Every morning, the 45-year-old Tawfik Rahimi goes to one of the cafes in the city of Kasserine (in west central Tunisia) to meet several others who own land along on the route of the gas pipeline that runs from Algeria to Italy. They discuss the next steps they are going to take to pressure the Trans Tunisian Pipeline Company (Sergaz) to increase the rents it pays for land through which the pipeline passes.
For more than a year, we have been following the efforts of farmers and landowners in Kasserine Governorate to persuade Sergaz to increase rents on land that lies on the route of the trans-Tunisian gas pipeline and to obtain their rightful financial dues, at the rate they are demanding, for which they have been waiting since 2020.
This report shows that Sergaz, the local representative of the Italian company Eni, has failed to respond to the demand by farmers for increase in land rents and has not kept promises to support development projects, nor met its corporate social responsibilities (CRS) in Kasserine Governorate.
The trans-Tunisian gas pipeline, which consists of two separate pipelines, runs for 370km from the region of Ouled Marzouk, on the Tunisia-Algeria border in Kasserine Governorate, to Haouaria in the coastal governorate of Nabeul. It has five pumping stations - in the Feriana and Sbeitla regions of Kasserine Governorate, in Sbikha region in Kairouan Governorate and in the Korba and Haouaria regions of Nabeul Governorate.
It forms part of the Transmed pipeline, which runs north from the Hassi R’mel gas field in the Algerian desert all the way to Italy. Measuring 2,500km in total, it crosses hundreds of kilometres of Tunisian territory. The pipeline, under the management of Italian company Eni, carries 34 million cubic metres through Tunisia each year. The Algerian gas it carries provides roughly 30% per cent of Italy’s requirements.
1980 saw the establishment of the company Sergaz, with a capital of 99 million dinars ($32,000), under an agreement concluded on 25 October 1977, between the Tunisian government and the Italian Hydrocarbons Authority (Eni). This was designed to provide technical management and maintenance of the pipeline, which is owned by the Tunisian state and managed by Trans-Tunisian Gas Pipeline Company (SOTUGAT), part of the Tunisian Ministry for Industry, Mines and Energy. Eni has a 67% stake in Sergaz, while the Tunisian government owns 33%.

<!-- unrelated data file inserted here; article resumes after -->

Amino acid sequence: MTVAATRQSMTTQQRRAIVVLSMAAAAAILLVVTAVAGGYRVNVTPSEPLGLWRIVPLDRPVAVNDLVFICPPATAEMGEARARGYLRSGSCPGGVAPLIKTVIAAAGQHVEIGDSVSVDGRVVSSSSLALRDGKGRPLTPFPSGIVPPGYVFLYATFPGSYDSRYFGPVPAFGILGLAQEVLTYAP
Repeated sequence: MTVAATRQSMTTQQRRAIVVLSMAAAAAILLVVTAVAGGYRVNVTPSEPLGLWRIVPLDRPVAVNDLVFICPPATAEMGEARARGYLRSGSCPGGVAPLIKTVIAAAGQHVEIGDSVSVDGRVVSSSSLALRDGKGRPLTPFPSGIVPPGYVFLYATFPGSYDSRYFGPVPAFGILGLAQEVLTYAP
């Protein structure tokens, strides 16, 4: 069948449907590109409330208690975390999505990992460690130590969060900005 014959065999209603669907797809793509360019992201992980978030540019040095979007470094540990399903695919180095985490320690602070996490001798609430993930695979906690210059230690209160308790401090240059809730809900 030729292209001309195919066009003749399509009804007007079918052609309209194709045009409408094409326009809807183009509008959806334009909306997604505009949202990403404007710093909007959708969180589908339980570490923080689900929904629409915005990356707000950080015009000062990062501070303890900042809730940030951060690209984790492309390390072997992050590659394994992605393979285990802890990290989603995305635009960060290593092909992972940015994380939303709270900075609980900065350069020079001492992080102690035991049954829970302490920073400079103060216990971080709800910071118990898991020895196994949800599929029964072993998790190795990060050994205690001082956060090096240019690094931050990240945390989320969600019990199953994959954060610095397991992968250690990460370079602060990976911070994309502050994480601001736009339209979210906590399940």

The Tunisian Company for Petroleum Activities (ETAP) holds a third of the capital in Sergaz. SOTUGAT contracted out to Sergaz the management of land rents, technical management of the transporting of gas, and maintenance of pumping stations.
Eni entered into a gas transporting contract with the Tunisian party to carry gas through the first pipeline in 1977. A 30-year contract was concluded with farmers in early 1979. In 2009, the agreement between SOTUGAT and local landowners was renewed for a further 30 years up to 2039.
In 1991, an agreement was made covering a second trans-Tunisia pipeline following the same route as the first. In 2019, shortly before the agreement expired, it was renewed for a further ten years, to run up to 2029.
On 2 July 2019, the Tunisian government, then headed by Youssef Chahed, announced the renewal of the agreement covering the second trans-Tunisia gas pipeline. Under this agreement, a continuation of the two previous agreements of 1977 and 1991, a percentage of transported gas was earmarked for the benefit of Tunisia, amounting to about 500 million dinars (about $162 million) annually. This represented an extra 41 million dinars approximately (about 13.3 million dollars) in annual fees payable to the Tunisian state, in exchange for Eni’s use of the pipeline's transport capacity.
The Italian side assumed responsibility for maintenance, development and rehabilitation of pipeline equipment at a cost of approximately $160 million, about 490 million dinars, over a ten-year period. The Tunisian government announced that Eni would also be responsible for providing Tunisia with 3.8 million cubic metres of natural gas - 65% of the country’s annual consumption, which reached 5,634 thousand tons in 2021.
The Tunisian Electricity and Gas Company (the only government company providing electricity and gas in Tunisia) meets an important part of Tunisia’s natural gas requirements via this pipeline, and this also plays a vital part in securing the country’s electricity supply.
On the basis of this renewed agreement, and the increase in royalties paid by Eni to the Tunisian state, farmers with land along the pipeline route expressed their desire for an increase in land rental fees.